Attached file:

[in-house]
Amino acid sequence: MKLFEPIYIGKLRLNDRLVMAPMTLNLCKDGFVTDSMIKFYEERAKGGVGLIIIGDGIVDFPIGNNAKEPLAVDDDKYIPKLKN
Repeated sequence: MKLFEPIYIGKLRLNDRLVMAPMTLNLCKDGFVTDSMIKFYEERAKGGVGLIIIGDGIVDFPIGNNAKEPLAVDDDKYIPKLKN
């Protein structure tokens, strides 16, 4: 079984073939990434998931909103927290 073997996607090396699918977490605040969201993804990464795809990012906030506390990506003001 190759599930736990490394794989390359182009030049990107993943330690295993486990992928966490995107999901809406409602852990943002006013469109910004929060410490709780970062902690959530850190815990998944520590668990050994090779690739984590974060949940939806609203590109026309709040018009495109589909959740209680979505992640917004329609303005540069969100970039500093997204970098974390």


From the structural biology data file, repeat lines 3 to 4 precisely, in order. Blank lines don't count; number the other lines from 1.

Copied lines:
Repeated sequence: MKLFEPIYIGKLRLNDRLVMAPMTLNLCKDGFVTDSMIKFYEERAKGGVGLIIIGDGIVDFPIGNNAKEPLAVDDDKYIPKLKN
């Protein structure tokens, strides 16, 4: 079984073939990434998931909103927290 073997996607090396699918977490605040969201993804990464795809990012906030506390990506003001 190759599930736990490394794989390359182009030049990107993943330690295993486990992928966490995107999901809406409602852990943002006013469109910004929060410490709780970062902690959530850190815990998944520590668990050994090779690739984590974060949940939806609203590109026309709040018009495109589909959740209680979505992640917004329609303005540069969100970039500093997204970098974390």